“Flexibility/agility” remain two core twin concepts of neoliberalism, for the last 40 years in which these two terms first began to be widely used. These twin terms are frequently if not always used together, and as core concepts of neoliberalism, it should also be noted that both of these are core ideological concepts.
“Flexibility” remains an ever-shifting catchall for employers to impose the logic of capital on employees, this logic involving insecurity, uncertainty and of course lower wages, but employees accepting this as “flexibility”. In the early-Twenty-First Century, this is perhaps best embodied in zero-hours contracts and bogus ‘’self-employment’’ in which contracts guarantee working hours of zero, and all employer obligations are circumvented by individualising them as the responsibility of the ‘‘independent contractor’’.
It remains the task of any critical theory to recognise that “flexibility” is used to describe such conditions of work that exist under neoliberalism as these conditions undergo what is also called “flexibilization”, or the wholesale and macro-level imposition of “flexibility”.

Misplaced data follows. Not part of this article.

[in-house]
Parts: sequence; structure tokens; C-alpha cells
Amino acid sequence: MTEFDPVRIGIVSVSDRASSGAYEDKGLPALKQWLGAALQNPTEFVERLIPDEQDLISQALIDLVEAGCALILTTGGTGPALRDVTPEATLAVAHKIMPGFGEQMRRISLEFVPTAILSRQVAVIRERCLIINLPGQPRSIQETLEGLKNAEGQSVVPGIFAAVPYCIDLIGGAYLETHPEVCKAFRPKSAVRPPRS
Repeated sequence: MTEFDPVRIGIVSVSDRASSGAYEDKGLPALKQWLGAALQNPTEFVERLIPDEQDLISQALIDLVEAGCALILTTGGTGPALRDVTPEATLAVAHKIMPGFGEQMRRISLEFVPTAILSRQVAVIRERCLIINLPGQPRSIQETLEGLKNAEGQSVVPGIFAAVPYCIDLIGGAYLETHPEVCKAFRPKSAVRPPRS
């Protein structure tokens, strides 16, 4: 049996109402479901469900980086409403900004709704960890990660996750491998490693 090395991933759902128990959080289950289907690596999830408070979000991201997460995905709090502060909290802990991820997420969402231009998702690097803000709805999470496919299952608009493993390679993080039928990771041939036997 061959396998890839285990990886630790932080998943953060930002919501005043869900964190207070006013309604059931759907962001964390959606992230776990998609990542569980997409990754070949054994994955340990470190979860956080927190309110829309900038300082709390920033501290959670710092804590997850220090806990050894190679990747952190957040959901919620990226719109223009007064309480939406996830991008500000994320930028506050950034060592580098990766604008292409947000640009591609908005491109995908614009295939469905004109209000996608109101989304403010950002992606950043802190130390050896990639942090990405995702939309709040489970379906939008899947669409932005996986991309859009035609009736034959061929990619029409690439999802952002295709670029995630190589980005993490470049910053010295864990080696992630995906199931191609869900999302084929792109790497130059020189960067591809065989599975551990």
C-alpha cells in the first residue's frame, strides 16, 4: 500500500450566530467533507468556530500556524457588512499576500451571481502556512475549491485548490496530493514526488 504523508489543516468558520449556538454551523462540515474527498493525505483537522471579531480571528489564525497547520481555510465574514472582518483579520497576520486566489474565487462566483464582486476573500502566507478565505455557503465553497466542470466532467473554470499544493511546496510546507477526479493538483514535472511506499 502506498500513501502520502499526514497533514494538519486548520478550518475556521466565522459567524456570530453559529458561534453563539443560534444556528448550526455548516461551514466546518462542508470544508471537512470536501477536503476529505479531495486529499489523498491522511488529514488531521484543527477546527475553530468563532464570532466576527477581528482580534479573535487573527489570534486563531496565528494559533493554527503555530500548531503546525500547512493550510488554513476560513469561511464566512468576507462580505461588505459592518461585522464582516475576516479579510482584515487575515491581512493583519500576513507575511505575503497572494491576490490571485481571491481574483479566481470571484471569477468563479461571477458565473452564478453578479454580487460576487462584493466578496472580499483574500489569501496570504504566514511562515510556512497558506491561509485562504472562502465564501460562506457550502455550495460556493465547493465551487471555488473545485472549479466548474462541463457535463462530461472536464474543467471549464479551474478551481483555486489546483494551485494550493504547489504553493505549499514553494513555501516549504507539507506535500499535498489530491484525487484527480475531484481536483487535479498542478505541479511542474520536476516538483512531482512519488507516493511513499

“Flexibility’s” twin concept “Agility” similarly remains a popular term for describing the “lean” organisation and company. In practice, “agility” also means the organisation seeking to ‘be agile’ at all costs, management seeking to find ways of doing this by increasing working time – or as with zero-hours contracts, compressing it into a smaller and shorter timeframe – whilst lowering or not increasing pay.
“Agility” like “flexibility” can be said to typify neoliberal work relations in which everything operates according to its own instrumental reason of ‘competing’ in ‘the market’ at all costs.
The problems of recognising the present social reality from ‘where’ “flexibility” and “agility” emerge, and exactly what they describe or veil, and indeed what they bring about, are all essential questions for us to ask and analyse; this conference being one such contribution toward doing so.